Landfill Solar Development

August 8, 2022

Based on the latest US EPA Landfill Technical data, there are currently 1,300 closed landfill sites within the United States1. As the number of active landfills declines, this land has been successfully converted into golf courses, parks, and nature preserves, and in recent years, solar development projects. These locations are ideal for solar development given their openness and exposure to direct sunlight, and provide an excellent opportunity for government authorities to capitalize on repurposing these lands to meet the ever-growing need for green energy.

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A unique solution for each site

While a great opportunity to further green energy initiatives, installing solar projects on landfills is a complex process that involves consideration of several important elements including engineering, permitting, construction, and maintenance. Every solution is unique and tailored for each landfill site and requires design aspects different from a typical ground-mount solar installation.
When evaluating a landfill’s suitability during the engineering phase, there are quite a few characteristics that need to be assessed including:

  • Landfill slope and slope orientation;
  • Thickness of the cap, depth to specific cap components, and cap component function;
  • Post-closure monitoring, maintenance, and use requirements.

Steeper slopes require lightweight arrays and heavier foundations to secure and stabilize the system. This limits the design of the photovoltaic (PV) systems, which can increase the loading and affect side-slope stability. This also affects inter-row shading in the array. The ideal site would be one with slopes less than 8%, but development on steeper slopes can be achieved.

Cap depth and cap components affect the PV design as well. Foundation designs are limited to non-penetrating structure systems. PV system wire management is also limited to above-ground conduits and trays, and not in underground trenches.

When it comes to the type of mounting system to be used, fixed-tilt mounting systems are the preferred option. These systems are typically oriented due south and tilted at an angle that is optimized for best performance. Single- and dual-axis tracker systems are avoided for several reasons. First, single-axis trackers are typically designed with a driven-pile or post and pier foundations which are rarely used in landfill applications; while dual-axis trackers typically require large concrete foundations that are too heavy to use on landfills and require penetration into the ground. Second, settlement in a landfill cap may result in tracker systems going out of alignment which could potentially have significant negative impacts on energy production and cause damage to the structural members.

Mount types

In addition, the selection of electrical components requires an iterative design review. There are a wide variety of modules to choose from, requiring a decision-making process that achieves maximum energy yield for a particular site. Currently, the most viable options are the bi-facial modules which offer many more advantages over traditional panels. These modules produce output from both sides of the module, and therefore, increase total energy production to generate more power but with a smaller array footprint. Both sides of this panel are UV resistant making them more durable than the traditional options.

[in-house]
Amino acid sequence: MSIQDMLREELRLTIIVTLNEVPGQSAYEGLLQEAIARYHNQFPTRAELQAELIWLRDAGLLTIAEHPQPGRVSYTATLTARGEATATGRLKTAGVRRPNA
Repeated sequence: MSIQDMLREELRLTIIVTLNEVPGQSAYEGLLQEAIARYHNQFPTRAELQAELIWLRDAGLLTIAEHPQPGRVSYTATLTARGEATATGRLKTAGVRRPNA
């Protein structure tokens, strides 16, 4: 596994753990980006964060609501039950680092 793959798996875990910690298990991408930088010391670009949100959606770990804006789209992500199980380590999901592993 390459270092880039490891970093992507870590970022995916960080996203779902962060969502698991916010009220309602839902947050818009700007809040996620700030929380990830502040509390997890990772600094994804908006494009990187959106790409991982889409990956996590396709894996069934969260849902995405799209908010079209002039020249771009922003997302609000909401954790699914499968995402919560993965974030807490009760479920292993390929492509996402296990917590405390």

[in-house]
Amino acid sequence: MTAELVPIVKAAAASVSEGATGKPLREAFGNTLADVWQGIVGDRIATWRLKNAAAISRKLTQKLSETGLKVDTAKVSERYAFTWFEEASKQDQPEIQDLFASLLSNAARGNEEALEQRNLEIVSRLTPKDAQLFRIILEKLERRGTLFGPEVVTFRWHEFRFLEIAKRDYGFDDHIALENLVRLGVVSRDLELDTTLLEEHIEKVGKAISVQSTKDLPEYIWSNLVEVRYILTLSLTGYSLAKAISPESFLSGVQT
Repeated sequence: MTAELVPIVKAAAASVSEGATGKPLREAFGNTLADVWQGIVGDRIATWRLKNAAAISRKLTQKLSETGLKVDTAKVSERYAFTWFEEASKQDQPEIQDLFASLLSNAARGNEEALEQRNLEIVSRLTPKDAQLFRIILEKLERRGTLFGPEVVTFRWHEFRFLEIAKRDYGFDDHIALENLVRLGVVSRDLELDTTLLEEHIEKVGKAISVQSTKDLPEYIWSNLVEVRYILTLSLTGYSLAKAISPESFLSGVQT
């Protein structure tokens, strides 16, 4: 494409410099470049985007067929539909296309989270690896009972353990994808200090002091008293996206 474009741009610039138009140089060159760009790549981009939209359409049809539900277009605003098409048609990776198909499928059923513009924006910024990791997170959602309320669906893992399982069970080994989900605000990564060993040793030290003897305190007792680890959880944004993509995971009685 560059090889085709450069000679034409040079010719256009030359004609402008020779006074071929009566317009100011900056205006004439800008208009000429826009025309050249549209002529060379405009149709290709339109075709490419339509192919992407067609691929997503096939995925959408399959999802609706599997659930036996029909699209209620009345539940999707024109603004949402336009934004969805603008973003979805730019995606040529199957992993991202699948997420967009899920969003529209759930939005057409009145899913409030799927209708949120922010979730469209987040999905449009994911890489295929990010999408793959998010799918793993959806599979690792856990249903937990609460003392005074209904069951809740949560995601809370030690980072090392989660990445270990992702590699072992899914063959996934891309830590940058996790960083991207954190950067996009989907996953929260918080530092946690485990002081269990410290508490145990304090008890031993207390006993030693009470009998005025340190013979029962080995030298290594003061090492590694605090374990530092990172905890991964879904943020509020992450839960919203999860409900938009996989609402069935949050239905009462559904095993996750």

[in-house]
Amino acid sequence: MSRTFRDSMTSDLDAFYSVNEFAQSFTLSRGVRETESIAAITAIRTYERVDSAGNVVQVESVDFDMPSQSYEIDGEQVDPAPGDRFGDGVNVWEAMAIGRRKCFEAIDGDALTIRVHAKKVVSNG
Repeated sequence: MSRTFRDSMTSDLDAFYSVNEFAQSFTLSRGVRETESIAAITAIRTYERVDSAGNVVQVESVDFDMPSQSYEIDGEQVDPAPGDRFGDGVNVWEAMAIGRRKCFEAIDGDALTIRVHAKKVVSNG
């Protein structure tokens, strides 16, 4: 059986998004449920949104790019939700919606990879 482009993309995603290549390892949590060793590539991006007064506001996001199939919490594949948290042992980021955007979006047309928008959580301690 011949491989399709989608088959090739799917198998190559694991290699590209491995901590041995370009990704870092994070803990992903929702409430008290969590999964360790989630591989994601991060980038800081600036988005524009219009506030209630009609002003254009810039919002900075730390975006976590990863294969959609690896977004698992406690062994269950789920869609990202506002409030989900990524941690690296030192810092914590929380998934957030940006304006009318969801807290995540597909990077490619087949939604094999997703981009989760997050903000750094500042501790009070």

A need for proactive, experienced partners

Starting early and teaming with experienced partners is critical to landfill solar development projects especially when considering permit needs. A list of permits typically required- but not limited to – for a landfill solar facility are as follows:

  • General Stormwater Discharge Permit
  • Special Use Permit (applies if solar is not mentioned in the local zoning code)
  • Brownfield Change of Use Plan Approval
  • Local Site Plan Approval and Building Permit
  • Air Permits
  • Pollutant Discharge Elimination Systems Permit

Following the successful installation of the PV project, it is necessary to integrate the landfill post-closure maintenance requirements with the PV system monitoring and maintenance requirements. For example, washing panels to remove dust and silt deposits may be required to increase their performance. However, in landfill applications, cleaning fluids containing harmful chemicals are not allowed, as these chemicals could potentially leach beneath the landfill cover. If water-based cleaning is desired, and no on-site water source is available, the weight of the water trucks must be evaluated to ensure no damage to the landfill cover.

The Fisher Difference

Development of solar energy sites continue to increase at an exponential rate in the United States to meet our aggressive green energy goals. Finding suitable open space sites is a challenge that closed landfills alleviates albeit with additional challenges not faced with clean open space sites such as farmland. Fisher Associates understands these challenges and can help you navigate the planning, design, permitting and maintenance of your landfill solar project. Fisher’s renewable energy team will make your project a success, ensuring that the old adage “one man’s trash is another man’s treasure” rings true.

Contact Fisher Associates’ Director of Energy, Lisa Oliver, P.E. at to learn more and help you prepare for your next solar project.

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Lisa Oliver, P.E.
Director of Energy
585.334.1310 ext. 501

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